Rachel Maddow: Russian FSB Agent Dragged Out With Bag Over Head Raises Trump-Putin Questions

Scott Hough

Yesterday, MSNBC host Rachel Maddow presented an in-depth feature on questions being raised about possible connections between United States President Donald Trump and Russian President Vladimir Putin, in the wake of new revelations coming forth from the former Soviet state.

Yesterday, independent Russian publisher Novaya Gazeta, founded by Mikhail Gorbachev with funds from his Nobel Peace Prize, reported that in early December 2016, FSB agent Sergei Mikhailov was arrested, dragged out of a meeting with a bag over his head, and has not been seen or heard from since. Rachel Maddow reports that Mikhailov was also charged with treason. Then, Ruslan Stoyanov a high-level cybersecurity official with a private firm, was arrested on "suspicion of treason," as reported by USA Today.

Maddow asked viewers to consider a high-ranking official with the Federal Bureau of Investigation or the Central Intelligence Agency sitting in a meeting, only to be suddenly arrested and pulled out with a bag over their head, not to be heard from again. She then walked through all the "crazy stuff" coming out of the Trump administration, including the executive order to build a wall along the Mexican border, despite the fact that the U.S. has experienced net negative immigration from Mexico, as reported by Pew Research; President Trump's claim that millions of illegal votes were cast in the election; and White House Chief Strategist Steve Bannon's call to the New York Times instructing the media to "keep its mouth shut."

Stating that the reports from the government security agencies constitute "live, current, forward-looking concerns" about whether the Trump administration may be "compromised by foreign influence," Maddow went on to note that the current nominee for secretary of state is Rex Tillerson, who may have a "closer, personal relationship than any other living American" with Vladimir Putin. The former Exxon Mobil Corporation (NYSE: XOM) chief executive officer was personally awarded the Russian "order of friendship" by the Russian president. Maddow described Tillerson's nomination as secretary of state as "all but assured."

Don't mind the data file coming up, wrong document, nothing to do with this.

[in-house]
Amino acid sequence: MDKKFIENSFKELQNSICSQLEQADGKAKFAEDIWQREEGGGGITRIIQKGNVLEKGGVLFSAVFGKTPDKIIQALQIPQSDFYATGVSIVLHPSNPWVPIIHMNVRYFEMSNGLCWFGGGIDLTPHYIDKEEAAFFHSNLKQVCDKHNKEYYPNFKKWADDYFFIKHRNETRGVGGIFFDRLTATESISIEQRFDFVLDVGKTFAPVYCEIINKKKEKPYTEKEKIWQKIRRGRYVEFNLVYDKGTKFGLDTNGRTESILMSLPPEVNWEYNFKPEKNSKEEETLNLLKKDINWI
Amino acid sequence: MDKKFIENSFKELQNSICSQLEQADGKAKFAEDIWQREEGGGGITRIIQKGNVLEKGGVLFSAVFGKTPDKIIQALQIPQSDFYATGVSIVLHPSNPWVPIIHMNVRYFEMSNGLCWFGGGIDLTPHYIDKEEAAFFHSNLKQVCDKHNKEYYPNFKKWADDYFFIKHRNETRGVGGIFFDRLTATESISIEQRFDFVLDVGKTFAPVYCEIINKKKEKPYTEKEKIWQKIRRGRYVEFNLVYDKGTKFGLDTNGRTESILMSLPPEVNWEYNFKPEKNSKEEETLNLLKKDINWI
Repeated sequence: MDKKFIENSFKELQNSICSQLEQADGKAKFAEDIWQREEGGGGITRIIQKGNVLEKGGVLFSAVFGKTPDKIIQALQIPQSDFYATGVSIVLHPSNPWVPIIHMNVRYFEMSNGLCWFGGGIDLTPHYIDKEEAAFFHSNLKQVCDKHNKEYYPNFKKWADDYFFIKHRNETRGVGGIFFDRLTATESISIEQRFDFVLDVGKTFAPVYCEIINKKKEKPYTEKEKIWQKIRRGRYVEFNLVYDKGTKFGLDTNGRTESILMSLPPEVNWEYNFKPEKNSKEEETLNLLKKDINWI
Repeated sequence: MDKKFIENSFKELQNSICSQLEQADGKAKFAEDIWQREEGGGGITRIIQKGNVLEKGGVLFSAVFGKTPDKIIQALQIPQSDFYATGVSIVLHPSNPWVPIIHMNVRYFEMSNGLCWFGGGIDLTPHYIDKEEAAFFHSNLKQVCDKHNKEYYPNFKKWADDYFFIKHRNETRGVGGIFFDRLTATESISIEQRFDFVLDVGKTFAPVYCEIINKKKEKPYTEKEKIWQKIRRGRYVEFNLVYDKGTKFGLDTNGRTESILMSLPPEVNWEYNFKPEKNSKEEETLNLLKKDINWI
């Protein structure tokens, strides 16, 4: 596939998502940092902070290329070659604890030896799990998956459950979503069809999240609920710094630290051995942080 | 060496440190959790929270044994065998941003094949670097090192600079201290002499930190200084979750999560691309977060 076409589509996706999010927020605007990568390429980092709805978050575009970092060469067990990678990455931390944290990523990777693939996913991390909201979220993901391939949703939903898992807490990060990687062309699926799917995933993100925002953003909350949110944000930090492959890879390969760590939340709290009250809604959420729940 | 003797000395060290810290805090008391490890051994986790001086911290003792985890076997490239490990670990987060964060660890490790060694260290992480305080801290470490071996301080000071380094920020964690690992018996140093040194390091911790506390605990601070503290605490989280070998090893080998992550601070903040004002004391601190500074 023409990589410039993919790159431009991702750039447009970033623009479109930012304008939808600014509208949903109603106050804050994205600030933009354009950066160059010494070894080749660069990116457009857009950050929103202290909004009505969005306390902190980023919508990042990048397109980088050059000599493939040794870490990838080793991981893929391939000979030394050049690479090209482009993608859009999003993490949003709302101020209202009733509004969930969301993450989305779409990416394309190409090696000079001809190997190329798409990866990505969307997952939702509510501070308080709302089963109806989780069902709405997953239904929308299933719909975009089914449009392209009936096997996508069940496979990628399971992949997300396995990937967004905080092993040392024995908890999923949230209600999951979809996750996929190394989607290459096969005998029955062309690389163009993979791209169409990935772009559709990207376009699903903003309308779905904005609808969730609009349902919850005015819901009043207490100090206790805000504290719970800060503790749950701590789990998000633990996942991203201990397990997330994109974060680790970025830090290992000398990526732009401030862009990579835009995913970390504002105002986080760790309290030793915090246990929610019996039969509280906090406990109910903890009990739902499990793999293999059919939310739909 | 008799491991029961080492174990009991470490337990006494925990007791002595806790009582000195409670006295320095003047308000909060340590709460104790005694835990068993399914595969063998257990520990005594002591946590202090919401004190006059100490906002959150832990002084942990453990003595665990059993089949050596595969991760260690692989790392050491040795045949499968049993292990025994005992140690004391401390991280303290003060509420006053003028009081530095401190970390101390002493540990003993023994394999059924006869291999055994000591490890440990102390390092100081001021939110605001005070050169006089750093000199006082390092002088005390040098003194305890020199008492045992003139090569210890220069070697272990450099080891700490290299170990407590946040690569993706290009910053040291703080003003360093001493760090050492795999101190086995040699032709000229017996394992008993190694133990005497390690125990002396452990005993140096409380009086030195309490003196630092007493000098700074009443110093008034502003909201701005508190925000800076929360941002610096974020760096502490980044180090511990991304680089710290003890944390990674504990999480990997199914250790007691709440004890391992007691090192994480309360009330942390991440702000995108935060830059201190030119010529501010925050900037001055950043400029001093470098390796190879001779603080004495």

Then, yesterday, at least four senior members of the State Department resigned simultaneously, and are said to have been asked to do so by the White House, as reported by NBC Montana. Laura Kennedy called the exodus a "dangerous purge" in a tweet. Maddow noted that the people being ousted are not easily replaceable.

"How to they explain this stuff? Why is all this happening?" Rachel Maddow appeared genuinely befuddled. "What has Russia done to deserve getting out of the sanctions our country put on them?"

Maddow reminded viewers that the reason Russian sanctions were enacted was because Russia had unilaterally annexed land in the sovereign state of Crimea. She asked why the U.S. is making so many concessions to the Russian president when he is providing "nothing" in return. The MSNBC host cited polls that show that 67 percent of Donald Trump's supporters hold an unfavorable view of Vladimir Putin and predicted that recent moves will come with a political price for the president.

"So why are they doing it?"

Rachel Maddow reported that investigations into Russian meddling are and will continue to be conducted, but that how thorough and effective they will be under a Trump administration remains to be seen. The host held up recent information coming out of Russia jibing with intelligence reports produced under the administration of former President Barack Obama, despite denials of involvement in U.S. affairs by the Russian government.

She opined that if Russian really had nothing to do with any of the incidents reported by the U.S. intelligence community that arrests shouldn't be happening in Russia and that instead, there should be no response at all. Maddow explained that if anything reported by the United States about Russian operations was true, then a response from the Russian government would be expected, which is what appears to be being reported now. Russian officials would be intent on learning how any factual information about the nation's intelligence operations made its way into U.S. hands, likely arresting those responsible, which is what appears to be being reported now.

"Who leaked it? Who knew what the Russian government was doing?" Maddow imagined the questions being asked by Russian officials.

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